Navigation wasn’t easy. Although the buoys were large and reasonably well spaced, it was often hard to see over the waves. My strategy was to stick with the pack and trust in the wisdom of the crowd. I’d also picked out a landmark on the mainland that was visible above the waves, so knew we were going in roughly the right direction. Eventually we reached a boat that marked the turning point where we had to scan our timing chips to confirm we hadn’t turned too soon.

The swim back was harder because the direction of the sun made it even more difficult to spot the route. My pack had now thinned out to about five swimmers with a couple pushing the pace hard at the front and slowly opening a gap. I did my best to keep them in sight as that was the easiest way of keeping on track. We passed a couple of sailing boats where water and energy drinks were available but I didn’t stop.

Towards the end we started to catch the backmarkers from the 3km swim (who had followed the same route as the second half of the 2.5km swim). Due to the clarity of the water the bottom was visible from some way out, which prompted me to start my finishing sprint perhaps a little too soon, and then it was all over. The beach was crowded with 3km swimmers so it was hard to tell where I’d finished. I initially thought it was fourth; it turned out to be fifth but it didn’t really matter. I was surrounded by people who, despite all talking in a language I don’t understand, were clearly buzzing from their swim. Open water swimming seems to do that wherever you are in the world and whoever you are. It’s even better when the air is warm, the sun is shining and the surroundings are beautiful.

The day’s events were followed by a presentation evening and a free pasta party on the town square. We then heard that a strike by Greek air-traffic control meant we might have to stay a few days longer. It was a slight disappointment when the strike was called off!

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How to get there

From Athens there’s a high-speed hydrofoil that takes about two and a half hours to reach Spetses. However, you will need to transfer from the airport to the port at Piraeus, which takes around an hour. Bus is the cheapest. You can also connect via the Metro or take a taxi (which costs around €45). Alternatively, hire a car in Athens and drive to Kosta (and do some sight-seeing on the way) and from there take a sea taxi for the short hop across to the island.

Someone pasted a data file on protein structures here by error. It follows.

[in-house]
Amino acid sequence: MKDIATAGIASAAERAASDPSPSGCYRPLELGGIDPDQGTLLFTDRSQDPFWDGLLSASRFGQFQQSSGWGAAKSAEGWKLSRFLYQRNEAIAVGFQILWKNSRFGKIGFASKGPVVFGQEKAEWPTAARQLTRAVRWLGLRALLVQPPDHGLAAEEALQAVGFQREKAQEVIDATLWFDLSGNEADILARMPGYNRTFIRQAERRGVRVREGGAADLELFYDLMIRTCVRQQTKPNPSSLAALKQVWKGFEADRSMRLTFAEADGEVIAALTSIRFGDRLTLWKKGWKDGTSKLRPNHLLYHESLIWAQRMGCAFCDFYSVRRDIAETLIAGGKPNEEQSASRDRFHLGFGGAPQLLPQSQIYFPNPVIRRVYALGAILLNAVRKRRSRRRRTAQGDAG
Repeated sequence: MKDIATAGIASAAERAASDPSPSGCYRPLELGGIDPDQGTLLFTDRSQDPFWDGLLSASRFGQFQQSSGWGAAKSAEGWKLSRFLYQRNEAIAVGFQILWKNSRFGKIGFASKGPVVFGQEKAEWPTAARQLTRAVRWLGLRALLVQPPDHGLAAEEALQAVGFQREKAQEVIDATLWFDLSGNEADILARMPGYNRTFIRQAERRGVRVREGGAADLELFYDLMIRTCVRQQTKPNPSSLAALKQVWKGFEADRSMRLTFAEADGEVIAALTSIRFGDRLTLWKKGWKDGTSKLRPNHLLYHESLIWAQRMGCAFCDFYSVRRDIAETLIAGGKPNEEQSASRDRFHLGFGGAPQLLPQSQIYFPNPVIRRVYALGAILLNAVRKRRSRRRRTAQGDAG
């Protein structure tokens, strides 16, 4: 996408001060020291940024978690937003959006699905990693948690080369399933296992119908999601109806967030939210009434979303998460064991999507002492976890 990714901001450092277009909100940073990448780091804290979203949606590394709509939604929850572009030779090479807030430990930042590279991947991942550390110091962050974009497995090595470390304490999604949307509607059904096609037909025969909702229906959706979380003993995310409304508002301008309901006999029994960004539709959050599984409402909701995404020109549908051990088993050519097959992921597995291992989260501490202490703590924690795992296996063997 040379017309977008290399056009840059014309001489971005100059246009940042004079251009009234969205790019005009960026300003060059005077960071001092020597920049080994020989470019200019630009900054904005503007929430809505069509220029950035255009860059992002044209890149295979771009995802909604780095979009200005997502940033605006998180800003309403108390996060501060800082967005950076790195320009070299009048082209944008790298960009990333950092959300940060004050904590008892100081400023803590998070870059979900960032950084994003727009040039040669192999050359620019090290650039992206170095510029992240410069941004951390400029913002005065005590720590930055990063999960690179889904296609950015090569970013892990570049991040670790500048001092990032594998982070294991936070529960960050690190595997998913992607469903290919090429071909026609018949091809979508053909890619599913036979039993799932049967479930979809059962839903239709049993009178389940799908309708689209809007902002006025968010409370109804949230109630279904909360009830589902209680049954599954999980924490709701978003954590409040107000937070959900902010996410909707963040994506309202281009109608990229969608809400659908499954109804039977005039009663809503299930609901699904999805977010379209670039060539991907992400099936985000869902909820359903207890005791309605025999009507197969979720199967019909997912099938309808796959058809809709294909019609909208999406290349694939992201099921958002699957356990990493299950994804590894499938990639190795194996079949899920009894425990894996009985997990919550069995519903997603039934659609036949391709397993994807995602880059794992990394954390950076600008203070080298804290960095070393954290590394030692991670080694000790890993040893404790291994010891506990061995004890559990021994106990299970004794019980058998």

What else to do

Spetses is a wonderful place to kick back and relax. The waterfront and harbour area has a range of eating places serving local food and the town is pleasant to stroll around. If you’re feeling particularly energetic you could sign up for one of the running races – in fact there’s the ‘Ultra-SMM’ challenge which follows the 5km swim on Saturday morning with a 10km run in the evening and the 25km round-island run the next. Alternatively, hire bicycles and cycle around the island. The coastal road is a little hilly but smooth and wonderfully scenic. Best of all, private cars are banned so it’s almost entirely traffic free. There are a few other beaches you could explore too if you wanted some additional swimming.

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The Spetses marathon is now the final race of the season in the Open Water World Tour, which includes a series of open water races in Spain, Italy, Mexico, the US and Kazakhstan. To find out more about the tour and for 2019 dates see: openwaterworldtour.com/

01 Cover July 21

Issue 51 July 2021

  • Linford Christie on his new interest in outdoor swimming and the secrets behind his success
  • The Icebreakers, a group using cold water swimming to support men's mental health
  • Triple-amputee and former Royal Marine Mark Ormrod on completing a 1km sea swim and inspiring others
  • James Pittar, the first blind swimmer to complete the Triple Crown of Open Water Swimming
  • The frontline workers finding solace in outdoor swimming France’s hidden wild swim spots
  • The revolution in women’s swimwear